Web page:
As a Republican, I likewise think the greatest long-term challenge is to ensure that Hispanics vote for Republicans in growing numbers. If we lose Hispanics in Texas, we lose Texas, which means that Democrats win the presidency for the forseeable future.

Nominating a Hispanic like Estrada furthers both goals. If Democrats fight Estrada, then that will be a very high-profile slap in the face to what used to be a reliable constituency for the Democrats.

Furthermore, Estrada is an immigrant, which speaks to how dynamic American society is.

This just seems to suffer from a bad version of cognitive dissonance to me. He doesn't want a woman because doing so would make this seat into a "woman's seat," and the Supreme Court is supposed to represent the entire nation (apparently, eight of nine residents of "the nation" are male. No wonder finding a date is so difficult). At the same time, he demurs slightly--it would be nice to have a woman on the court to deflect negative press on abortion decisions. And these political considerations carry the day for Hispanic nominees. Apparently, we are told, Bush should pick his Supreme Court justice with an eye on keeping Texas in the GOP column for the foreseeable future. And the way to do this is, as it turns out, is inextricably connected to having a guy with a name like "Estrada" on the Court.

We are thus led to believe several interesting premises. The first is that in selecting a member for a (nominally) non-partisan post, one in which we are told again and again that the nominees should look past their personal ideologies and to what the constitution "says," it is undesirable to select a candidate on racial or sexual grounds, but perfectly just to pick one on purely political grounds that happen to mirror racial or sexual ones. Second, Rice is willing to recognize identity politics only as far as he can exploit them. The idea that women or Hispanics might vote in an easily manipulable hoard (wave Estrada in front of them, and they'll follow) flows just fine, but the idea that they might have something useful to say or add to our judicial perspective is summarily dismissed (again, except insofar as a woman could be used as a human shield on abortion cases). Third, Rice seems genuinely torn about putting another woman on the Supreme Court. Ultimately, he concludes that the worst scenario would be to put a woman on the Court to put a woman on the Court (or, to be more charitable, to put a woman's perspective on). The ideal scenario is to put a woman on the Supreme Court, but to be absolutely clear that it's not because she's valuable as a woman, no sir-ee Bob. Of course, it's not because she's valuable as an intelligent jurist either--Rice justifies it on her being a useful political tool. The upshot of the entire thing is basically "we should pay attention to race and ethnicity only and as far as where we can reap political rewards for it." Is it any wonder that this "occasionally" devolves into race-baiting? I am at a loss about why what Rice is doing could even be justified as "equivalent" to liberal calls for equal representation (hell, representation, period)--let alone "better than."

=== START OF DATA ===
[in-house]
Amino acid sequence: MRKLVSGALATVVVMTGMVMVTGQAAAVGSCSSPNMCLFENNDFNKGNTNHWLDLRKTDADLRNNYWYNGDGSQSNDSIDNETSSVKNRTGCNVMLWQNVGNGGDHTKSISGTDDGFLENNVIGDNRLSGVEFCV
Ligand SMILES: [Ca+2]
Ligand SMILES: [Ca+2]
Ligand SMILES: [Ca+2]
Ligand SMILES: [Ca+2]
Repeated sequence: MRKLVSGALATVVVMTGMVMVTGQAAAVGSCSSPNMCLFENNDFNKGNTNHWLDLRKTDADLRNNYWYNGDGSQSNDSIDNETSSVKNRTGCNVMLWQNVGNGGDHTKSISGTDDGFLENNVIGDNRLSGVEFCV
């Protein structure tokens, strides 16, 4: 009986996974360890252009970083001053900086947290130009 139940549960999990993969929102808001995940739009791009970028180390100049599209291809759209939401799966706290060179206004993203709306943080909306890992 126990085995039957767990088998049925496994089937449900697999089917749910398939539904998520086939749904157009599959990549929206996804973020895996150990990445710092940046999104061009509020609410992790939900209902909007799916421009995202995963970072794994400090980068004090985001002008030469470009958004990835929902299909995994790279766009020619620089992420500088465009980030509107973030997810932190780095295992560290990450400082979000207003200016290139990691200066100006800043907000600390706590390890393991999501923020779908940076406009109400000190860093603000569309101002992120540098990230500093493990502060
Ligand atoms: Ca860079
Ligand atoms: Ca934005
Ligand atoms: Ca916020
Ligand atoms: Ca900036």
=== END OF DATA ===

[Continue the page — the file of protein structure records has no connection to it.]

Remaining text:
This is a rather twisted form of color-blindness. It isn't actually color-blind, it is very cognizant of race (and gender). However, it "notices" these factors not to benefit their beholders (or to marginalize them), but to benefit US and marginalize THEM (in this case, defined politically). It is a complete, utter, and overt objectification. There's no agency or autonomy. Indeed, the implicit argument being made in Rice's piece is that we should actively seek a white male candidate (he puts it in the reverse, that we should avoid pandering to minority "interest groups", but effect is the same), but for the political benefits that we can gain by using the minority group properly. That's what the dilemma for Rice comes down to--between doing something good for the non-dominant races/gender (bad), and doing something good for the dominant (mostly white, mostly male) party (good). And if we remember that, in this case, not doing something good for minorities = doing something good for the majority, then the conflict becomes even starker: how do we best enhance the interests of white males? Woman and minorities are just a prop in the play--the only they're recognized as potentially independent actors, it's portrayed as some sort of threat ("Texas might go Democrat!").

It is posts like this which give credence to assaults on color-blindness. Color-blindness is impossible because it can always be recast into something else, especially something statistical: people more likely to vote Democrat or Republican, people more likely to commit crimes, people more likely to be pro-choice. At the point where these things can as nakedly be used as proxies for race, it's fair to say that race remains relevant.